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Break out of Parallel.Foreach in June CTP RRS feed

  • Question

  • How do you break out of a Parallel.Foreach loop in the June CTP? I see that in the .NET 4.0 extensions they have added the ability to do so, but how do you do it in the previous set of extensions?
    Thursday, September 24, 2009 8:27 PM

Answers

  • ParallelState is public; its constructor is internal.  But you don't need to construct one.  Rather, the loop constructs one and passes that instance in to your delegate, e.g.

    using System;
    using System.Threading;
    
    class Program
    {
        static void Main(string[] args)
        {
            int[] data = new int[] { 1, 2, 3, 4, 5, 6, 7, 8, 9, 10 };
            Parallel.ForEach(data, (i, state) =>
            {
                if (i == 4) state.Stop();
                Thread.Sleep(i * 1000);
                Console.WriteLine(i);
            });
        }
    }
    Saturday, September 26, 2009 12:09 AM
    Moderator

All replies

  • The June CTP supported this by using an overload of Parallel.ForEach that used a delegate which accepted a ParallelState parameter.  That ParallelState exposed a Stop method, which could be used to exit a loop early.  Throwing an exception would also cause early exit from a loop.
    Friday, September 25, 2009 1:07 AM
    Moderator
  • But the problem is that the ParallelState enumeration is marked as internal. AFAICT, there is no way to create an instance of it.
    Friday, September 25, 2009 4:57 PM
  • ParallelState is public; its constructor is internal.  But you don't need to construct one.  Rather, the loop constructs one and passes that instance in to your delegate, e.g.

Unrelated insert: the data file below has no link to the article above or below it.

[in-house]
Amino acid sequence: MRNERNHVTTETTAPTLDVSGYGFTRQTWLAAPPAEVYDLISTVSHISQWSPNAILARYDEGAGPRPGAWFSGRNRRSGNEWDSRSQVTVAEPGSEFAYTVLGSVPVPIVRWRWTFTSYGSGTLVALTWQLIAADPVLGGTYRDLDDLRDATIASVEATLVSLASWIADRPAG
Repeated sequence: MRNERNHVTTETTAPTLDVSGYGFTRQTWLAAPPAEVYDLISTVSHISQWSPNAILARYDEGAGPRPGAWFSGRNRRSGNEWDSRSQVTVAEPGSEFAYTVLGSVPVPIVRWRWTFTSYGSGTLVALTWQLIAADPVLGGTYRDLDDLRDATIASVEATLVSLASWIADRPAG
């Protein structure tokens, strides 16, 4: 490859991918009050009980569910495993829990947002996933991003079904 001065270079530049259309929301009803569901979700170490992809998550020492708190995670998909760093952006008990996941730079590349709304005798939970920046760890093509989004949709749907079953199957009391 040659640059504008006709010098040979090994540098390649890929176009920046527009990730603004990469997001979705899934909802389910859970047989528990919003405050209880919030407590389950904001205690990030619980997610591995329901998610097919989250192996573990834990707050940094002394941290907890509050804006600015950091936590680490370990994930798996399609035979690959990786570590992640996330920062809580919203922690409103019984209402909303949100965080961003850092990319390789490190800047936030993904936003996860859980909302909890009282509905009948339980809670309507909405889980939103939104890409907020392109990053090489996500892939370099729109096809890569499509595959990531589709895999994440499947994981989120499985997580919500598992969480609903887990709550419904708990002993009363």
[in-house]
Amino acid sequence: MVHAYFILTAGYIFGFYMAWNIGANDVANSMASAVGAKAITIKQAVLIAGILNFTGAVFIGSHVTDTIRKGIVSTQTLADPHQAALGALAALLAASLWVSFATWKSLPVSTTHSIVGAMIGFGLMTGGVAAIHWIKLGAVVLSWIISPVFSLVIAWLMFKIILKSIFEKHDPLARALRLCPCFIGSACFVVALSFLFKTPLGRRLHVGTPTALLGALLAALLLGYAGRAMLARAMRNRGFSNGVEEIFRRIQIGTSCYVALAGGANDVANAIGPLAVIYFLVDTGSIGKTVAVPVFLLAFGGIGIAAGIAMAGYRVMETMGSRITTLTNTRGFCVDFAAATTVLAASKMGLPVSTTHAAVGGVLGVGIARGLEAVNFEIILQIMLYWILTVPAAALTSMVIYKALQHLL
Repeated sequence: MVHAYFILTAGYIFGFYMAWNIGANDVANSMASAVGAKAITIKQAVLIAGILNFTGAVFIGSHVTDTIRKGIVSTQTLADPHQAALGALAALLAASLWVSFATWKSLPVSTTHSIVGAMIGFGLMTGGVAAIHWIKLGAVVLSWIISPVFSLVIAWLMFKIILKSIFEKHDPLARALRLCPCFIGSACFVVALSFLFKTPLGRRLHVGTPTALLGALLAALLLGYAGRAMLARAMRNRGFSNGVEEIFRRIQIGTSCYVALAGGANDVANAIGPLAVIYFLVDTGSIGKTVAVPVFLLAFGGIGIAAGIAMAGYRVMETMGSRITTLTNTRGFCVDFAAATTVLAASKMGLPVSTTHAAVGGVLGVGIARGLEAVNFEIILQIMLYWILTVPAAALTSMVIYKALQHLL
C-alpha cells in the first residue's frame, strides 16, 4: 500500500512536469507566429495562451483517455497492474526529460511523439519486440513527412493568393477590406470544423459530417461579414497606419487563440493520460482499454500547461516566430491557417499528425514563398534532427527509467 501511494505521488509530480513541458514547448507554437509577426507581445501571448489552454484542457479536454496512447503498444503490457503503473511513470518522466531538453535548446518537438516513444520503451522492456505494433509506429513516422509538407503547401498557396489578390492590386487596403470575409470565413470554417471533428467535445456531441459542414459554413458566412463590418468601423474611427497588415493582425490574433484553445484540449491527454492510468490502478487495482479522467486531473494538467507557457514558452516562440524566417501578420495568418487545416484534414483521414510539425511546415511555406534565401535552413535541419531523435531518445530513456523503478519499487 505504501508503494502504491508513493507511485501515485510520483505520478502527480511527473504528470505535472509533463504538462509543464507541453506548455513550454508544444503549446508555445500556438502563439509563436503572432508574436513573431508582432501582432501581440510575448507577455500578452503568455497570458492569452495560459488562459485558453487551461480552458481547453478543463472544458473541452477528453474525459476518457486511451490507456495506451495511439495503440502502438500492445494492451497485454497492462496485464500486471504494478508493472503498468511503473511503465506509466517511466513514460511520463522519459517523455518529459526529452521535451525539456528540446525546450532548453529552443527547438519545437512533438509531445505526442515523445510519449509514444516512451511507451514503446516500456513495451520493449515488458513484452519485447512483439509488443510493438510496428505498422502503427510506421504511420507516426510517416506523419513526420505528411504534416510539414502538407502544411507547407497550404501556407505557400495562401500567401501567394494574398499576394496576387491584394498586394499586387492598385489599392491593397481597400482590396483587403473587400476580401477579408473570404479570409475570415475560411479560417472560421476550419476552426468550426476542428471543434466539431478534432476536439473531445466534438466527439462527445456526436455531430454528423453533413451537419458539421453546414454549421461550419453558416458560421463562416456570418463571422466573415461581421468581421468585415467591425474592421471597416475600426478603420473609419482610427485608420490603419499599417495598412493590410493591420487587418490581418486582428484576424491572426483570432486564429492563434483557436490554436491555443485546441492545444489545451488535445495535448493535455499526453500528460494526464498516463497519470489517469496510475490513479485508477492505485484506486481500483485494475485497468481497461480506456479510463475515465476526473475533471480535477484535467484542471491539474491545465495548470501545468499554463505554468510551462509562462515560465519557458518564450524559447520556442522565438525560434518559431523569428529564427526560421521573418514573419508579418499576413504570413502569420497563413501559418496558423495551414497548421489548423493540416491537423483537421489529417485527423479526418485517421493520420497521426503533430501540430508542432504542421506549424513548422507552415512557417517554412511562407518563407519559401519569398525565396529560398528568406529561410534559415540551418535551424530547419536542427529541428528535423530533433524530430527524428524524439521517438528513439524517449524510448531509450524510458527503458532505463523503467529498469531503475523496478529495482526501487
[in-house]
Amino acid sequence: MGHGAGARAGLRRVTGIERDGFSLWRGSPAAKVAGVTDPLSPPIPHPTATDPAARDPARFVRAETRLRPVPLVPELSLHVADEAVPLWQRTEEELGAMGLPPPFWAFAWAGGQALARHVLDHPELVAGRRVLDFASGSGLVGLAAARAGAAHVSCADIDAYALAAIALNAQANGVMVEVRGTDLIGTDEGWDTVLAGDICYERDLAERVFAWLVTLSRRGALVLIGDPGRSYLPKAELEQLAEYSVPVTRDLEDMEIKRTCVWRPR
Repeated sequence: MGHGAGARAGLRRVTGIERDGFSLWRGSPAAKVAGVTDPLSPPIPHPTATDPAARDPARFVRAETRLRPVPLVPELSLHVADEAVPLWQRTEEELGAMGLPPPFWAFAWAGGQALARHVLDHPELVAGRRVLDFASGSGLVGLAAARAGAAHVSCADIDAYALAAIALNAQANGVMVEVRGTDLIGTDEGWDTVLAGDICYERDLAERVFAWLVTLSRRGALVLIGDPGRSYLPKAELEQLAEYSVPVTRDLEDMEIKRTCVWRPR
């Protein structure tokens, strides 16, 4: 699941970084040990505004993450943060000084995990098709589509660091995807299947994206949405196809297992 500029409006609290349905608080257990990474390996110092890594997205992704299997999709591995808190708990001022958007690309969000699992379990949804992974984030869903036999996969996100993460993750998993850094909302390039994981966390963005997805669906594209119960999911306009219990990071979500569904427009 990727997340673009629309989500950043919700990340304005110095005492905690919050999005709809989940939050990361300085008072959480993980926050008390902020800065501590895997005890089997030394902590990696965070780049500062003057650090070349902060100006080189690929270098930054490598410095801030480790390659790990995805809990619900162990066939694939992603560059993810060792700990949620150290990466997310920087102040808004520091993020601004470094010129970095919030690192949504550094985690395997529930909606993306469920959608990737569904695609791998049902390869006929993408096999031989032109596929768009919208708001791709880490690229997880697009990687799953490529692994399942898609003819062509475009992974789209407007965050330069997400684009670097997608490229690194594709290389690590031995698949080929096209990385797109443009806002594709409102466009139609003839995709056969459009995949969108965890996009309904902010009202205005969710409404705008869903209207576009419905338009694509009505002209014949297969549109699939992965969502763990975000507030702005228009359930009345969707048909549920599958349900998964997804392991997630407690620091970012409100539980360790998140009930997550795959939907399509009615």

using System;
    using System.Threading;
    
    class Program
    {
        static void Main(string[] args)
        {
            int[] data = new int[] { 1, 2, 3, 4, 5, 6, 7, 8, 9, 10 };
            Parallel.ForEach(data, (i, state) =>
            {
                if (i == 4) state.Stop();
                Thread.Sleep(i * 1000);
                Console.WriteLine(i);
            });
        }
    }
    Saturday, September 26, 2009 12:09 AM
    Moderator
  • Ah. Using a undeclared variable called "state" seemingly out of thin-air is definitely not intuitive but with multi-threaded development that seems to be par for the course ;->. Thanks!
    Saturday, September 26, 2009 12:14 AM
  • Happy to help.

    I'm using the most condensed lambda syntax.  If it helps from a clarity perspective, you could expand it to the full delegate syntax:

    Parallel.ForEach(data, delegate(int i, ParallelState state)
    {
         ...
    });

    or even separating out the delegate:

    Action<int, ParallelState> body = delegate(int i, ParallelState state)
    {
        ...
    });
    Parallel.ForEach(data, body);

    Finally, of course, you can separate the body out into its own method.
    Saturday, September 26, 2009 12:33 AM
    Moderator